In 1 Timothy 6, we see a link between peace and simplicity: “But godliness with contentment is great gain, for we brought nothing into the world, and we cannot take anything out of the world” (I Tim. 6:6-7).
Indeed, “peace” is commonly highlighted as a characteristic elemental to Christ followers and the life of faith. While engaging in a writing project several years ago, I reached out to several spiritually mature men and women for their perspective. I asked, “What is it that makes people of faith distinct? Answers varied, but there was one characteristic that was uniformly mentioned by all respondents: Peace.
They did not necessarily mean “peaceable” (though I would argue that is very much normative to the Christian life), they meant content. Tranquil. Simple.
While I agree in general, I found myself reluctant to endorse this view without qualification. Here’s why. Peace, as the word is commonly used in modern language, lends itself to connotations I am uncomfortable with. I want to focus on one element in particular: peace as happiness.
Peace as Happiness?
In modern culture, there is a way we understand peace and contentedness that accords with what economists call “preference satisfaction.” In welfare economics (literally, dealing with how to optimize or improve the welfare and well-being of economic agents), an important assumption is that giving people what they want makes them better off.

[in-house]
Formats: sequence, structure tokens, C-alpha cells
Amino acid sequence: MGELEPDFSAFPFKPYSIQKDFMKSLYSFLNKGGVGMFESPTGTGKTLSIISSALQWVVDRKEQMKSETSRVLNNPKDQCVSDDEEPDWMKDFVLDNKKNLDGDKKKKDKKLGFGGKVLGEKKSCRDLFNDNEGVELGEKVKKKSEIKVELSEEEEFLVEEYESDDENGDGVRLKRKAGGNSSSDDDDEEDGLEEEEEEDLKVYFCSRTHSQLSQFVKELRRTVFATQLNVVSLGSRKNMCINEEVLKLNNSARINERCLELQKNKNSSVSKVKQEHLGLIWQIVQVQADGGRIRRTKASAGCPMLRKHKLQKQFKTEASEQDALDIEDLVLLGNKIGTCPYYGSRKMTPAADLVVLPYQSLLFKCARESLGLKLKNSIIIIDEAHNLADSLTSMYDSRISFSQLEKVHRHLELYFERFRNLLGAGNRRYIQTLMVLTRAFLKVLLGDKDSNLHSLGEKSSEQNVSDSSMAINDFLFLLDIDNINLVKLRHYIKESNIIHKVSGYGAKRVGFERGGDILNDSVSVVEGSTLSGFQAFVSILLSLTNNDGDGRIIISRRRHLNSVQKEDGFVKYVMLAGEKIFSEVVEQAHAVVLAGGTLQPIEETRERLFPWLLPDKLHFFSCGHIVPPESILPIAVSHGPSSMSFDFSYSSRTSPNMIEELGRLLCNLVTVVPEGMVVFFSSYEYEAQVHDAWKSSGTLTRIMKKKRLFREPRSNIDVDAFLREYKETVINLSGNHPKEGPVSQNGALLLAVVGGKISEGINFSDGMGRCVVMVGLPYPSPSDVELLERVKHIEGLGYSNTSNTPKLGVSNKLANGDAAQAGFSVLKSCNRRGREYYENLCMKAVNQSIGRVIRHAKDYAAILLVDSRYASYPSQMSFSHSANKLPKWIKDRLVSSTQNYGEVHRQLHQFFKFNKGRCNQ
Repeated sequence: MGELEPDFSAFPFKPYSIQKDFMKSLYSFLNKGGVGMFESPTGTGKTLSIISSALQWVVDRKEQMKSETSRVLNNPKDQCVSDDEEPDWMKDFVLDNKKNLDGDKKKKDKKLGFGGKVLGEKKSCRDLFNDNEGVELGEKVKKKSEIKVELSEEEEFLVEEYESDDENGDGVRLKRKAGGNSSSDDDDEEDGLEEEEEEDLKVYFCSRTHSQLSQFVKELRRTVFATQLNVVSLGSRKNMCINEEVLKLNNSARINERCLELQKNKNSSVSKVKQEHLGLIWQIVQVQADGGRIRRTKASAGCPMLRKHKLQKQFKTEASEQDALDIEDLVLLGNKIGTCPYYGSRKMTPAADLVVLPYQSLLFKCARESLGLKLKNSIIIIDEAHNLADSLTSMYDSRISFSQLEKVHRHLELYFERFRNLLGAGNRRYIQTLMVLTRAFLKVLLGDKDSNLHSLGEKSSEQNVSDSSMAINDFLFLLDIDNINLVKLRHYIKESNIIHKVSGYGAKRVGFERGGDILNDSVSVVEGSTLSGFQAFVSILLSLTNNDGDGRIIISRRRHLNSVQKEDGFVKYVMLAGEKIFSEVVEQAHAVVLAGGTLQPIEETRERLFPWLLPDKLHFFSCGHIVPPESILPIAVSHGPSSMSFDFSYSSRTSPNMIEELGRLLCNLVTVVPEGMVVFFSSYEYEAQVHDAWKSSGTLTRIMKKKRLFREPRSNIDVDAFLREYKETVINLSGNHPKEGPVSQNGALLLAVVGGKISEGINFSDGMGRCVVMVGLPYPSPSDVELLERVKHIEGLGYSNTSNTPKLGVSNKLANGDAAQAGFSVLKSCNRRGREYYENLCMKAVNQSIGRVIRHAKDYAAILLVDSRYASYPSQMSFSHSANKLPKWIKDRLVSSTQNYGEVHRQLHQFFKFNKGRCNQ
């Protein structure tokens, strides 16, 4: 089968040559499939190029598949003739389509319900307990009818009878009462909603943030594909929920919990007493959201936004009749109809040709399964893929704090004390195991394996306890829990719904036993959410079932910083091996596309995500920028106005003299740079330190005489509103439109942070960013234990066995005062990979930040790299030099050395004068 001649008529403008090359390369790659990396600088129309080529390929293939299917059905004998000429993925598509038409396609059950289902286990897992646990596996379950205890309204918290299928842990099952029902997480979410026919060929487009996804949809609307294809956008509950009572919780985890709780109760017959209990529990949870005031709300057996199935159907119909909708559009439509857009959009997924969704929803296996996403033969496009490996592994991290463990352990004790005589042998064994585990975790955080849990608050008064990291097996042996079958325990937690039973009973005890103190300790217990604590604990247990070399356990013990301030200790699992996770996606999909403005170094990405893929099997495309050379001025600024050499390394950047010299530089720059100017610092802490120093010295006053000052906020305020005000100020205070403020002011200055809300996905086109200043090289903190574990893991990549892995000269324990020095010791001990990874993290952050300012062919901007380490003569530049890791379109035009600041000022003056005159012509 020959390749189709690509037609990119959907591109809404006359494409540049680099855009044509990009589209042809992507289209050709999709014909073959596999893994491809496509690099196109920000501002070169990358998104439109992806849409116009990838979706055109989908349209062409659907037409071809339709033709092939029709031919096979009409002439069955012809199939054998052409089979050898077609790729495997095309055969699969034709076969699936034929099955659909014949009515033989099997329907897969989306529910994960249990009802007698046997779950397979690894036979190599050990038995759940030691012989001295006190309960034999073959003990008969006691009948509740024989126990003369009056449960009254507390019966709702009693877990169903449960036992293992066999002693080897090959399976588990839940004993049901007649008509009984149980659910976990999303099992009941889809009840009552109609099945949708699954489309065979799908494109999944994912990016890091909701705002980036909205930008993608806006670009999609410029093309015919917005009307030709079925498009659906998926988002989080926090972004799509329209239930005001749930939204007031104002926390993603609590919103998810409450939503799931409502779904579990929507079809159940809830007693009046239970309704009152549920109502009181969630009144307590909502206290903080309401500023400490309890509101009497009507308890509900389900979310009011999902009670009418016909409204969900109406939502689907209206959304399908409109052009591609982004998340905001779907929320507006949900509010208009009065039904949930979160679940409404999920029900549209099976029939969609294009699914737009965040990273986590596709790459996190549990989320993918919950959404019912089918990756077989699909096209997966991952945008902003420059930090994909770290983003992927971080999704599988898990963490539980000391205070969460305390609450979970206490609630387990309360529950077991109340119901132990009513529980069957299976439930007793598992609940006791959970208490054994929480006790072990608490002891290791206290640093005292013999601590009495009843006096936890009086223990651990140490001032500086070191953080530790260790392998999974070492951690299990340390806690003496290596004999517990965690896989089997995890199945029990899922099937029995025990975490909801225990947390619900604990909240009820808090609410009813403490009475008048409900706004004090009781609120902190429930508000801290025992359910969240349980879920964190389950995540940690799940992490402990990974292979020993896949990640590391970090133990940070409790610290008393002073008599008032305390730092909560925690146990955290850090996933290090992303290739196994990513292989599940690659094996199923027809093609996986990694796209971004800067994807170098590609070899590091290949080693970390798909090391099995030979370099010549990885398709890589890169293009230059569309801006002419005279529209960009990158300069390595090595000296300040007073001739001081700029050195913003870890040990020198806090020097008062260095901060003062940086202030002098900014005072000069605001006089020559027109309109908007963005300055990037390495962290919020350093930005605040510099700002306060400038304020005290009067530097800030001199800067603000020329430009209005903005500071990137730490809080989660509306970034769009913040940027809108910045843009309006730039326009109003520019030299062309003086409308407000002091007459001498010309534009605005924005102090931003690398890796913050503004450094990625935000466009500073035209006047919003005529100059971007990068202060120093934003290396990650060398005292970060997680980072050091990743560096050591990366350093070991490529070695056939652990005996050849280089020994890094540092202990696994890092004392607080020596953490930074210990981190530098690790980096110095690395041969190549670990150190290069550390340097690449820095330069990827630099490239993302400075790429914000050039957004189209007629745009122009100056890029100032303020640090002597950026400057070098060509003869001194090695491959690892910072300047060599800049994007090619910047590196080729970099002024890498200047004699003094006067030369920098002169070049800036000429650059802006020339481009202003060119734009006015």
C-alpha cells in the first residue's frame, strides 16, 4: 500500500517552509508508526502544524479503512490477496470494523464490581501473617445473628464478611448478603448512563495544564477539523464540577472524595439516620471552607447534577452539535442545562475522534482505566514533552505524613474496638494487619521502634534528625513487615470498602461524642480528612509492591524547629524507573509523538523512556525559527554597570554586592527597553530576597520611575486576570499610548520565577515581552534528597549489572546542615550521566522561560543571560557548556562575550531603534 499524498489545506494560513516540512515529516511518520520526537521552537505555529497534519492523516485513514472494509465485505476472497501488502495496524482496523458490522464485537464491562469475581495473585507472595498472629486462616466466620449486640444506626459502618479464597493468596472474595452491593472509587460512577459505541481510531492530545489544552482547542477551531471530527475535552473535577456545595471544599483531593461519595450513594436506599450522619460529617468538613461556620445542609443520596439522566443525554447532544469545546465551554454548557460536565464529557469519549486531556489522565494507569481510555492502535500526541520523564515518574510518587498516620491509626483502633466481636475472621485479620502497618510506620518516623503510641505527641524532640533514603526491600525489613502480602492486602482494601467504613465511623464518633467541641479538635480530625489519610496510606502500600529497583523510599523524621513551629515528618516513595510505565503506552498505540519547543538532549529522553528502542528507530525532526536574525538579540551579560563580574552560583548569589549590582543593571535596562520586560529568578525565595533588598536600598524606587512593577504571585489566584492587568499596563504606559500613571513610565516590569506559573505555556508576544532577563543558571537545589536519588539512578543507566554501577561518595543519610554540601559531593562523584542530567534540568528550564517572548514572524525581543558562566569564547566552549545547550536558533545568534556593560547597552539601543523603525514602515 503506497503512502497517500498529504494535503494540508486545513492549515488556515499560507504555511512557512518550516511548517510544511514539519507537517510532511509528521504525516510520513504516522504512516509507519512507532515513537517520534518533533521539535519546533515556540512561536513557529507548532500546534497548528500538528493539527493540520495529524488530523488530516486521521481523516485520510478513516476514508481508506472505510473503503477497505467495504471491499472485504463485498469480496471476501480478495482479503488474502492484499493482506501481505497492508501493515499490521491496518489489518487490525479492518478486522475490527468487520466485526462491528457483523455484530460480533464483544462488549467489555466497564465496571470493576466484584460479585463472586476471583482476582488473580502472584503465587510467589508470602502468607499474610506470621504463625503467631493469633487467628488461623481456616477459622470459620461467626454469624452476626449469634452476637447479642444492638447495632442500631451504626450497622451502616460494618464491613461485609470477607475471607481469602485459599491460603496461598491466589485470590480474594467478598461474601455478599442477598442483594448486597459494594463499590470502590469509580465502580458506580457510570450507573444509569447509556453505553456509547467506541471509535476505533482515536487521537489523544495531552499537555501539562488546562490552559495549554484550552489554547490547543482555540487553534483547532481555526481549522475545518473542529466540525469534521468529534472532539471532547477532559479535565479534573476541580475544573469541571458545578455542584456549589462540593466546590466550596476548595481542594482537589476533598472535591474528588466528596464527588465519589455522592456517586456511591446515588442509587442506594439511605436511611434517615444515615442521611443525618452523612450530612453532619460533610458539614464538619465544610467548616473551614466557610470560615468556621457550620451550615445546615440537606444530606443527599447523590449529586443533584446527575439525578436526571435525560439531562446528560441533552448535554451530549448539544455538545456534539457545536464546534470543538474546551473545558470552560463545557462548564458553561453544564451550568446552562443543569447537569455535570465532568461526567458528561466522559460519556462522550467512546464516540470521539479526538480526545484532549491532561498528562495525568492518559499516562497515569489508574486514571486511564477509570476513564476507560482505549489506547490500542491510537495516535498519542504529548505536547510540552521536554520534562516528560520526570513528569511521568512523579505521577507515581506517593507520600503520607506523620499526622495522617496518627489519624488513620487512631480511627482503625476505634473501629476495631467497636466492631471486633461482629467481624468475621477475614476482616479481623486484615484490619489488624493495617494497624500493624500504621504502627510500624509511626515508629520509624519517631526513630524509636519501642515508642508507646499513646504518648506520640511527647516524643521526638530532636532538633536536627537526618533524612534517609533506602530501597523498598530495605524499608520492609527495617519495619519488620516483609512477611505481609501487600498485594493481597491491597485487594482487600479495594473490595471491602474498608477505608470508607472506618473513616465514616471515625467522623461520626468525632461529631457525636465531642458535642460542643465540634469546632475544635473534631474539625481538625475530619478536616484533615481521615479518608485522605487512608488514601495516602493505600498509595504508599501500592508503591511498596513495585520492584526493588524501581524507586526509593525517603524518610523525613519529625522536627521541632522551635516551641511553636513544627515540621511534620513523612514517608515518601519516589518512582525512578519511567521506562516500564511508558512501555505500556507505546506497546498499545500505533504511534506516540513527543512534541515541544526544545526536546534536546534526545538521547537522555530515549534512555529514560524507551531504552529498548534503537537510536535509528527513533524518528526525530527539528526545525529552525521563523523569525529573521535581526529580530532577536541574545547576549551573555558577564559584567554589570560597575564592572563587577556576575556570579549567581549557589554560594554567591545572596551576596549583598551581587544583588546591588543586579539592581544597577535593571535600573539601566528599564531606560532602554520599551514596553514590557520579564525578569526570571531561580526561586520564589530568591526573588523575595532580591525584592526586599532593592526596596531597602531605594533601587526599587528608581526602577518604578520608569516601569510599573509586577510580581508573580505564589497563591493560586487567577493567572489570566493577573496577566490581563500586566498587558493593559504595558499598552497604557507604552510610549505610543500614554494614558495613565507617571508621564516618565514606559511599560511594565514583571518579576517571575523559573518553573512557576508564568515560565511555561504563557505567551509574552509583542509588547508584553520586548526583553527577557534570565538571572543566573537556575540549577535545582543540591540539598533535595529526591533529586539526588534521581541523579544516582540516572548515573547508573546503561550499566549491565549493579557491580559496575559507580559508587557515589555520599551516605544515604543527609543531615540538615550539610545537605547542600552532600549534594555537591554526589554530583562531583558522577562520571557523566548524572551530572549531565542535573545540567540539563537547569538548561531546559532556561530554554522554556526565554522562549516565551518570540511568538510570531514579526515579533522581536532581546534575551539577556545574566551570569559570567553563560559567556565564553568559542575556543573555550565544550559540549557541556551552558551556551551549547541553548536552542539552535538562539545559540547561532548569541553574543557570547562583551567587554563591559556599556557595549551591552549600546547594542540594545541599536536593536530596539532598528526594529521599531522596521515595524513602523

We can easily think of examples where this assumption rings true (I’m thirsty, and I drink; I’m tired, and I sleep; I’m cold, I put on a warm jacket; etc.). However, we must be careful as to how far we are willing to take this line of thinking. Indeed, this sentiment rests upon Epicurean assumptions that are problematic for Christ followers, including the idea that having our idiosyncratic desires met will deliver us satisfaction.
We all know of instances where “getting what we want” or “having our desires met” is not associated with peace. If anything, just the opposite. In his essay “Hell”—CS Lewis describes separation from God as people receiving “the horrible freedom they have demanded.” Similarly, in St. Augustine’s essay “The Happy Life”—he notes that desire without guardrails is not freedom, but bondage, if the desirer does not properly consider the object of desire. “For to desire what one should not,” Augustine says, “is unhappiness itself.”
All of this, and much more, should make us uncomfortable with associating peace and happiness with the mere satisfaction of our personal desires, whatever their character.
The Simplicity of True Rest
I think there is a better way for people of faith to think about peace—and in a manner that does not directly draw upon the notion of merely satisfying unique and individualized preferences.
In his massive tome City of God—Augustine defines virtue as “ordo amoris”—or ordered love. Loving what is lovely. Pursuing that which is worthy of our pursuit. Desiring that which is truly desirable. Worshipping that which demands our worship.